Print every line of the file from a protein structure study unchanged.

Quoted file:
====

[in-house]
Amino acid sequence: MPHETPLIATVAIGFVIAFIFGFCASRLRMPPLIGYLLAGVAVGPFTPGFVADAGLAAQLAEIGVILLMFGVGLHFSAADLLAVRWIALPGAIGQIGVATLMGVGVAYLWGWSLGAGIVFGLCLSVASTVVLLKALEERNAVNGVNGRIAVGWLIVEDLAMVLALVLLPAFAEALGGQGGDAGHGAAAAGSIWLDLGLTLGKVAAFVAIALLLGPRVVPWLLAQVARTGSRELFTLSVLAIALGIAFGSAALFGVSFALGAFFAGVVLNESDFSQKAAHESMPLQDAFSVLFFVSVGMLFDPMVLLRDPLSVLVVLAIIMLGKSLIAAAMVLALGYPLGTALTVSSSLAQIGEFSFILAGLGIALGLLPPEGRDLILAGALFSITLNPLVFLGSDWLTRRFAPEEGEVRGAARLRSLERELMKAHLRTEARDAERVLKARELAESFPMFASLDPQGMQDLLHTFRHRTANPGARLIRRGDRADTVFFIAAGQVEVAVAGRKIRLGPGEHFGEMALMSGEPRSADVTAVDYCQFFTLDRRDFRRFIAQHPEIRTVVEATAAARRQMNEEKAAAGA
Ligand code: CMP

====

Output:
[in-house]
Amino acid sequence: MPHETPLIATVAIGFVIAFIFGFCASRLRMPPLIGYLLAGVAVGPFTPGFVADAGLAAQLAEIGVILLMFGVGLHFSAADLLAVRWIALPGAIGQIGVATLMGVGVAYLWGWSLGAGIVFGLCLSVASTVVLLKALEERNAVNGVNGRIAVGWLIVEDLAMVLALVLLPAFAEALGGQGGDAGHGAAAAGSIWLDLGLTLGKVAAFVAIALLLGPRVVPWLLAQVARTGSRELFTLSVLAIALGIAFGSAALFGVSFALGAFFAGVVLNESDFSQKAAHESMPLQDAFSVLFFVSVGMLFDPMVLLRDPLSVLVVLAIIMLGKSLIAAAMVLALGYPLGTALTVSSSLAQIGEFSFILAGLGIALGLLPPEGRDLILAGALFSITLNPLVFLGSDWLTRRFAPEEGEVRGAARLRSLERELMKAHLRTEARDAERVLKARELAESFPMFASLDPQGMQDLLHTFRHRTANPGARLIRRGDRADTVFFIAAGQVEVAVAGRKIRLGPGEHFGEMALMSGEPRSADVTAVDYCQFFTLDRRDFRRFIAQHPEIRTVVEATAAARRQMNEEKAAAGA
Ligand code: CMP